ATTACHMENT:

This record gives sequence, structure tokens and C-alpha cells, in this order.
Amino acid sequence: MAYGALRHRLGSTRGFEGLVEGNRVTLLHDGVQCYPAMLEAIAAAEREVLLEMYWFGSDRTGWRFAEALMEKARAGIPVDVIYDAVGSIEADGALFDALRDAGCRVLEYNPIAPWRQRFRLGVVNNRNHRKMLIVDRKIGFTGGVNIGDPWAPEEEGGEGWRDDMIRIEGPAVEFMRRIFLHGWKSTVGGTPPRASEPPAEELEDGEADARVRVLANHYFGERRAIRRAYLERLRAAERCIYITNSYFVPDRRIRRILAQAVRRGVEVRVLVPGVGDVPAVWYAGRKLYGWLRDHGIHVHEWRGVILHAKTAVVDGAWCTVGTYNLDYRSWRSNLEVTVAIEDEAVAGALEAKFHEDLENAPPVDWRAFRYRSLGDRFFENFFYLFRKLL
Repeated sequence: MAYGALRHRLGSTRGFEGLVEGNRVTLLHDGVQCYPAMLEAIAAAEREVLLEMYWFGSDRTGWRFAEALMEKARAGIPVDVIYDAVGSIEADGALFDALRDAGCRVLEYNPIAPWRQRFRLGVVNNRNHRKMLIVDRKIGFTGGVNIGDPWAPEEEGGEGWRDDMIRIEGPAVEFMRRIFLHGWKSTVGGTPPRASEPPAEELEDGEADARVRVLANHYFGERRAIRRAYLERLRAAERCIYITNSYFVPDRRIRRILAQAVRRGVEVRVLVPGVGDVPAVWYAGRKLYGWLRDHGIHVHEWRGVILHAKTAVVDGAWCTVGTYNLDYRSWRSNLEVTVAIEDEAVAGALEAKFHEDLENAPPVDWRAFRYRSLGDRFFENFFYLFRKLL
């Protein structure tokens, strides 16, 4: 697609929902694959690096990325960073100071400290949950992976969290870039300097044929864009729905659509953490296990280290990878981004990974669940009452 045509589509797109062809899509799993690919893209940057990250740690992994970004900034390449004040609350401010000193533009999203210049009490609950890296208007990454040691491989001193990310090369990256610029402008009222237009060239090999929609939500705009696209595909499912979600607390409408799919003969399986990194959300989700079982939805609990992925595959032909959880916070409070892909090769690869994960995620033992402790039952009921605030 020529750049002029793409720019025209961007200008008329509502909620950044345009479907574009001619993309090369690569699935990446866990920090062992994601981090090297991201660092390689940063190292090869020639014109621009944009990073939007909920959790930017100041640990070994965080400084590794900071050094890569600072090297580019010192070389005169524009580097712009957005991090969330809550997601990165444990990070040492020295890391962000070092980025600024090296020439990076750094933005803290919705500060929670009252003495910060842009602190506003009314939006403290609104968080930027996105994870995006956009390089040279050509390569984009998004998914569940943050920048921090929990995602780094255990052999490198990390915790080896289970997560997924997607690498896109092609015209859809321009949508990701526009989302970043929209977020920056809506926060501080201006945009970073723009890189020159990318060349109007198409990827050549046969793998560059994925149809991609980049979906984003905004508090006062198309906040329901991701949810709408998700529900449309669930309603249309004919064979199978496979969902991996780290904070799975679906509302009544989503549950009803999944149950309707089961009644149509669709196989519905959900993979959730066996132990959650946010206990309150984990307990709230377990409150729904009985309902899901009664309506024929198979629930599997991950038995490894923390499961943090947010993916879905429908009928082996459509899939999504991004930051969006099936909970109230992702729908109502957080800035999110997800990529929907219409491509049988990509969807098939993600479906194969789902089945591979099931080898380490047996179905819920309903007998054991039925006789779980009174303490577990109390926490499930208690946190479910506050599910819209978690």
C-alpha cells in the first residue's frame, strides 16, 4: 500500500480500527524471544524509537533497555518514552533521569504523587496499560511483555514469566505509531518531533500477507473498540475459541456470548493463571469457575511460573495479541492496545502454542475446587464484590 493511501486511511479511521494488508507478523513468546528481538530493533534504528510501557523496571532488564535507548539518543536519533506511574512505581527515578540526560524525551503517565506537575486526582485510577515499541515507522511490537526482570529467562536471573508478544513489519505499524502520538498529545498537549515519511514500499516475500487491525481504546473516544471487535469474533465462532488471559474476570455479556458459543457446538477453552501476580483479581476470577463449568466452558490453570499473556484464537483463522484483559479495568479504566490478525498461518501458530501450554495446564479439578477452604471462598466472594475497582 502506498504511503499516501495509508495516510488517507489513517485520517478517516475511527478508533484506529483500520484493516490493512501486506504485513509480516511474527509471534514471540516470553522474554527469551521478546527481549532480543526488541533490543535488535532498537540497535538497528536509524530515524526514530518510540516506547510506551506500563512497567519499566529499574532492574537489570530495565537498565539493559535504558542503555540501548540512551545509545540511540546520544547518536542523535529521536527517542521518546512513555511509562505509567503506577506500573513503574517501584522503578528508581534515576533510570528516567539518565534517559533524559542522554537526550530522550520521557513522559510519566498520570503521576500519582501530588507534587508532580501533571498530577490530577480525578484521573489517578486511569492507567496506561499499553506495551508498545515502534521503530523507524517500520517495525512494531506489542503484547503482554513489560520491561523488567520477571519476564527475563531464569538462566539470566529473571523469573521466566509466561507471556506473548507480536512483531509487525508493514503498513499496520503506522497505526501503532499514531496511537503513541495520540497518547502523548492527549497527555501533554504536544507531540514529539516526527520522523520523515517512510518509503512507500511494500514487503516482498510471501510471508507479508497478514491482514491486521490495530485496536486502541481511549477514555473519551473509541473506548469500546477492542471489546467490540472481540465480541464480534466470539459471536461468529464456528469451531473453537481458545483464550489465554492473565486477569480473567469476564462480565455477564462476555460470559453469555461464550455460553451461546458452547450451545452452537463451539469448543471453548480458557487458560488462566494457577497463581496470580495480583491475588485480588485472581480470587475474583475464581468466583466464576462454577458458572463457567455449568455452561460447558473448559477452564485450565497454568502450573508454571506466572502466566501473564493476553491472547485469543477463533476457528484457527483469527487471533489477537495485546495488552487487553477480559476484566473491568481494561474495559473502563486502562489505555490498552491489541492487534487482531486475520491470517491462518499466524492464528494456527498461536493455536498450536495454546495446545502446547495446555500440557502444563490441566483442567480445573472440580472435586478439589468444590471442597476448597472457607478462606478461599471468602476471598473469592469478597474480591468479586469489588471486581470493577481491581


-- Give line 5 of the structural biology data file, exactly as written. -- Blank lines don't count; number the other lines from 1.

C-alpha cells in the first residue's frame, strides 16, 4: 500500500480500527524471544524509537533497555518514552533521569504523587496499560511483555514469566505509531518531533500477507473498540475459541456470548493463571469457575511460573495479541492496545502454542475446587464484590 493511501486511511479511521494488508507478523513468546528481538530493533534504528510501557523496571532488564535507548539518543536519533506511574512505581527515578540526560524525551503517565506537575486526582485510577515499541515507522511490537526482570529467562536471573508478544513489519505499524502520538498529545498537549515519511514500499516475500487491525481504546473516544471487535469474533465462532488471559474476570455479556458459543457446538477453552501476580483479581476470577463449568466452558490453570499473556484464537483463522484483559479495568479504566490478525498461518501458530501450554495446564479439578477452604471462598466472594475497582 502506498504511503499516501495509508495516510488517507489513517485520517478517516475511527478508533484506529483500520484493516490493512501486506504485513509480516511474527509471534514471540516470553522474554527469551521478546527481549532480543526488541533490543535488535532498537540497535538497528536509524530515524526514530518510540516506547510506551506500563512497567519499566529499574532492574537489570530495565537498565539493559535504558542503555540501548540512551545509545540511540546520544547518536542523535529521536527517542521518546512513555511509562505509567503506577506500573513503574517501584522503578528508581534515576533510570528516567539518565534517559533524559542522554537526550530522550520521557513522559510519566498520570503521576500519582501530588507534587508532580501533571498530577490530577480525578484521573489517578486511569492507567496506561499499553506495551508498545515502534521503530523507524517500520517495525512494531506489542503484547503482554513489560520491561523488567520477571519476564527475563531464569538462566539470566529473571523469573521466566509466561507471556506473548507480536512483531509487525508493514503498513499496520503506522497505526501503532499514531496511537503513541495520540497518547502523548492527549497527555501533554504536544507531540514529539516526527520522523520523515517512510518509503512507500511494500514487503516482498510471501510471508507479508497478514491482514491486521490495530485496536486502541481511549477514555473519551473509541473506548469500546477492542471489546467490540472481540465480541464480534466470539459471536461468529464456528469451531473453537481458545483464550489465554492473565486477569480473567469476564462480565455477564462476555460470559453469555461464550455460553451461546458452547450451545452452537463451539469448543471453548480458557487458560488462566494457577497463581496470580495480583491475588485480588485472581480470587475474583475464581468466583466464576462454577458458572463457567455449568455452561460447558473448559477452564485450565497454568502450573508454571506466572502466566501473564493476553491472547485469543477463533476457528484457527483469527487471533489477537495485546495488552487487553477480559476484566473491568481494561474495559473502563486502562489505555490498552491489541492487534487482531486475520491470517491462518499466524492464528494456527498461536493455536498450536495454546495446545502446547495446555500440557502444563490441566483442567480445573472440580472435586478439589468444590471442597476448597472457607478462606478461599471468602476471598473469592469478597474480591468479586469489588471486581470493577481491581